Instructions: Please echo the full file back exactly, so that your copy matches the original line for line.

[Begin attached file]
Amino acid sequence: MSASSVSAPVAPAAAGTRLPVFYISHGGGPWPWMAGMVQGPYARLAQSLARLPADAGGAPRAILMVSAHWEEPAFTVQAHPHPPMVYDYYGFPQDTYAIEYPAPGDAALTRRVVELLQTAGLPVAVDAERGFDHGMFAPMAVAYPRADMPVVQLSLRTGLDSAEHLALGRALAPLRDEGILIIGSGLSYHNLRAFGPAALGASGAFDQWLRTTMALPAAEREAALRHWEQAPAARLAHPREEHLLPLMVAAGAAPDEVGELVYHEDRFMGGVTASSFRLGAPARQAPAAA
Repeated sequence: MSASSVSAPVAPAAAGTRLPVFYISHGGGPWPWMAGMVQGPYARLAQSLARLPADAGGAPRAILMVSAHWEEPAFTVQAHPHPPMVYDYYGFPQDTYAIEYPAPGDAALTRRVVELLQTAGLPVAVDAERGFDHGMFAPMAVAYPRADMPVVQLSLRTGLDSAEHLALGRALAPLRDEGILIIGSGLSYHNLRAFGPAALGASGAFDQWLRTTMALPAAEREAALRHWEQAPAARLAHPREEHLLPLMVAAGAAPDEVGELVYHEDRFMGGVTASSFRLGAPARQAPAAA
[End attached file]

Amino acid sequence: MSASSVSAPVAPAAAGTRLPVFYISHGGGPWPWMAGMVQGPYARLAQSLARLPADAGGAPRAILMVSAHWEEPAFTVQAHPHPPMVYDYYGFPQDTYAIEYPAPGDAALTRRVVELLQTAGLPVAVDAERGFDHGMFAPMAVAYPRADMPVVQLSLRTGLDSAEHLALGRALAPLRDEGILIIGSGLSYHNLRAFGPAALGASGAFDQWLRTTMALPAAEREAALRHWEQAPAARLAHPREEHLLPLMVAAGAAPDEVGELVYHEDRFMGGVTASSFRLGAPARQAPAAA
Repeated sequence: MSASSVSAPVAPAAAGTRLPVFYISHGGGPWPWMAGMVQGPYARLAQSLARLPADAGGAPRAILMVSAHWEEPAFTVQAHPHPPMVYDYYGFPQDTYAIEYPAPGDAALTRRVVELLQTAGLPVAVDAERGFDHGMFAPMAVAYPRADMPVVQLSLRTGLDSAEHLALGRALAPLRDEGILIIGSGLSYHNLRAFGPAALGASGAFDQWLRTTMALPAAEREAALRHWEQAPAARLAHPREEHLLPLMVAAGAAPDEVGELVYHEDRFMGGVTASSFRLGAPARQAPAAA